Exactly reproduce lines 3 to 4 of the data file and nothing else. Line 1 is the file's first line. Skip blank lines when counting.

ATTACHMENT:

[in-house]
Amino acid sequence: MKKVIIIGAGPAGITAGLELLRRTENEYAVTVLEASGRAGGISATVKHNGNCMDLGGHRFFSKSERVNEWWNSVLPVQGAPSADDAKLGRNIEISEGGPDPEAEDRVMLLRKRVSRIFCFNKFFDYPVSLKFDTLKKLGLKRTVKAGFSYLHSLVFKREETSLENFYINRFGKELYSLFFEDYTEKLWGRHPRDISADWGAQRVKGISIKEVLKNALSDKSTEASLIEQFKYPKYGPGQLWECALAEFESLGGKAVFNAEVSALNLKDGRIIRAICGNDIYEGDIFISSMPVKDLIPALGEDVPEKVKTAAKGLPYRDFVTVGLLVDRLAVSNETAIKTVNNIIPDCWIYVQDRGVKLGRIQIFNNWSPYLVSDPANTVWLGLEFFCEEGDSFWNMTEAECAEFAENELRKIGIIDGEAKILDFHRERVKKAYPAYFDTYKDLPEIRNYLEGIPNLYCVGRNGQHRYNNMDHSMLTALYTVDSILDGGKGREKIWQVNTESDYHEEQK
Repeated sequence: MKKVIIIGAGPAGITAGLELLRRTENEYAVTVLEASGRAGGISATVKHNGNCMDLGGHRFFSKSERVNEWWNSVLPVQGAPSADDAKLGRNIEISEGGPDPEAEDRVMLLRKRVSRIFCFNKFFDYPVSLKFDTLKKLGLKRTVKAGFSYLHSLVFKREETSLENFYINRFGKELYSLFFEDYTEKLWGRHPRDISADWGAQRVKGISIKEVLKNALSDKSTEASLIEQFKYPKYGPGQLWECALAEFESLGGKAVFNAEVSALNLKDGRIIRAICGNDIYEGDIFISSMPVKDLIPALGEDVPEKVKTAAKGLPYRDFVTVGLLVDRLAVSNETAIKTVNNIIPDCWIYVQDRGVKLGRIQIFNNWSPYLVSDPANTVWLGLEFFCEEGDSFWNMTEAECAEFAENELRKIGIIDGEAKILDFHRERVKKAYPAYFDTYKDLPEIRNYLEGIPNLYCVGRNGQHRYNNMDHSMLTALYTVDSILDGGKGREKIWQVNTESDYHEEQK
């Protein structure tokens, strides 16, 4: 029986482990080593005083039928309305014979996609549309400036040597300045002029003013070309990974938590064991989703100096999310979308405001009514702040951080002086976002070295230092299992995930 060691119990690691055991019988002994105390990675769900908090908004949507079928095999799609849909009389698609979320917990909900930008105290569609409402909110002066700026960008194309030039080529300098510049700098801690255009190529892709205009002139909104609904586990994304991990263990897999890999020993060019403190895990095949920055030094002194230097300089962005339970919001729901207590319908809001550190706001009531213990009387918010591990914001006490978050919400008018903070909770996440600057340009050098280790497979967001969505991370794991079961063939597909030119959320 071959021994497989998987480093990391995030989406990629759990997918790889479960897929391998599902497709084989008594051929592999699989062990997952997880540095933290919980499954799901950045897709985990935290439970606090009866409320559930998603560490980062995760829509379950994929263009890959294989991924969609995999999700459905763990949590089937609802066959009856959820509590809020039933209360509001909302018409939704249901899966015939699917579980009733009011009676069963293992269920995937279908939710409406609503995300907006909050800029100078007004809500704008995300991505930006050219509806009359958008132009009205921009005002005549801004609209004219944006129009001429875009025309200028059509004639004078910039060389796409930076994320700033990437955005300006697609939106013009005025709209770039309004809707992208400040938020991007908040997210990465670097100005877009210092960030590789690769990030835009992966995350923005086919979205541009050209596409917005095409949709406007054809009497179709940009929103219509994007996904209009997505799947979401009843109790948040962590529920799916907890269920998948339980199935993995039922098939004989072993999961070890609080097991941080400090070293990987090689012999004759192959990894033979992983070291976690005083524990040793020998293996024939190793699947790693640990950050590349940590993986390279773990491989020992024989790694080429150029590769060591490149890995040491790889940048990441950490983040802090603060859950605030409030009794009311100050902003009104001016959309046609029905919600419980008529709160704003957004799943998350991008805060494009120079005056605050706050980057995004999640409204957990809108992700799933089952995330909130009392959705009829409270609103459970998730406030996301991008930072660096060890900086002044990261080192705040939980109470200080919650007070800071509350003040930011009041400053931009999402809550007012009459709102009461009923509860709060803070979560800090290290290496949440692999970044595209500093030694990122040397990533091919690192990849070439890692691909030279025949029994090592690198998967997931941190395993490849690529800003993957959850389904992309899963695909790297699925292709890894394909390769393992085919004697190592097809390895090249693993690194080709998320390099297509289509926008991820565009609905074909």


Repeated sequence: MKKVIIIGAGPAGITAGLELLRRTENEYAVTVLEASGRAGGISATVKHNGNCMDLGGHRFFSKSERVNEWWNSVLPVQGAPSADDAKLGRNIEISEGGPDPEAEDRVMLLRKRVSRIFCFNKFFDYPVSLKFDTLKKLGLKRTVKAGFSYLHSLVFKREETSLENFYINRFGKELYSLFFEDYTEKLWGRHPRDISADWGAQRVKGISIKEVLKNALSDKSTEASLIEQFKYPKYGPGQLWECALAEFESLGGKAVFNAEVSALNLKDGRIIRAICGNDIYEGDIFISSMPVKDLIPALGEDVPEKVKTAAKGLPYRDFVTVGLLVDRLAVSNETAIKTVNNIIPDCWIYVQDRGVKLGRIQIFNNWSPYLVSDPANTVWLGLEFFCEEGDSFWNMTEAECAEFAENELRKIGIIDGEAKILDFHRERVKKAYPAYFDTYKDLPEIRNYLEGIPNLYCVGRNGQHRYNNMDHSMLTALYTVDSILDGGKGREKIWQVNTESDYHEEQK
């Protein structure tokens, strides 16, 4: 029986482990080593005083039928309305014979996609549309400036040597300045002029003013070309990974938590064991989703100096999310979308405001009514702040951080002086976002070295230092299992995930 060691119990690691055991019988002994105390990675769900908090908004949507079928095999799609849909009389698609979320917990909900930008105290569609409402909110002066700026960008194309030039080529300098510049700098801690255009190529892709205009002139909104609904586990994304991990263990897999890999020993060019403190895990095949920055030094002194230097300089962005339970919001729901207590319908809001550190706001009531213990009387918010591990914001006490978050919400008018903070909770996440600057340009050098280790497979967001969505991370794991079961063939597909030119959320 071959021994497989998987480093990391995030989406990629759990997918790889479960897929391998599902497709084989008594051929592999699989062990997952997880540095933290919980499954799901950045897709985990935290439970606090009866409320559930998603560490980062995760829509379950994929263009890959294989991924969609995999999700459905763990949590089937609802066959009856959820509590809020039933209360509001909302018409939704249901899966015939699917579980009733009011009676069963293992269920995937279908939710409406609503995300907006909050800029100078007004809500704008995300991505930006050219509806009359958008132009009205921009005002005549801004609209004219944006129009001429875009025309200028059509004639004078910039060389796409930076994320700033990437955005300006697609939106013009005025709209770039309004809707992208400040938020991007908040997210990465670097100005877009210092960030590789690769990030835009992966995350923005086919979205541009050209596409917005095409949709406007054809009497179709940009929103219509994007996904209009997505799947979401009843109790948040962590529920799916907890269920998948339980199935993995039922098939004989072993999961070890609080097991941080400090070293990987090689012999004759192959990894033979992983070291976690005083524990040793020998293996024939190793699947790693640990950050590349940590993986390279773990491989020992024989790694080429150029590769060591490149890995040491790889940048990441950490983040802090603060859950605030409030009794009311100050902003009104001016959309046609029905919600419980008529709160704003957004799943998350991008805060494009120079005056605050706050980057995004999640409204957990809108992700799933089952995330909130009392959705009829409270609103459970998730406030996301991008930072660096060890900086002044990261080192705040939980109470200080919650007070800071509350003040930011009041400053931009999402809550007012009459709102009461009923509860709060803070979560800090290290290496949440692999970044595209500093030694990122040397990533091919690192990849070439890692691909030279025949029994090592690198998967997931941190395993490849690529800003993957959850389904992309899963695909790297699925292709890894394909390769393992085919004697190592097809390895090249693993690194080709998320390099297509289509926008991820565009609905074909």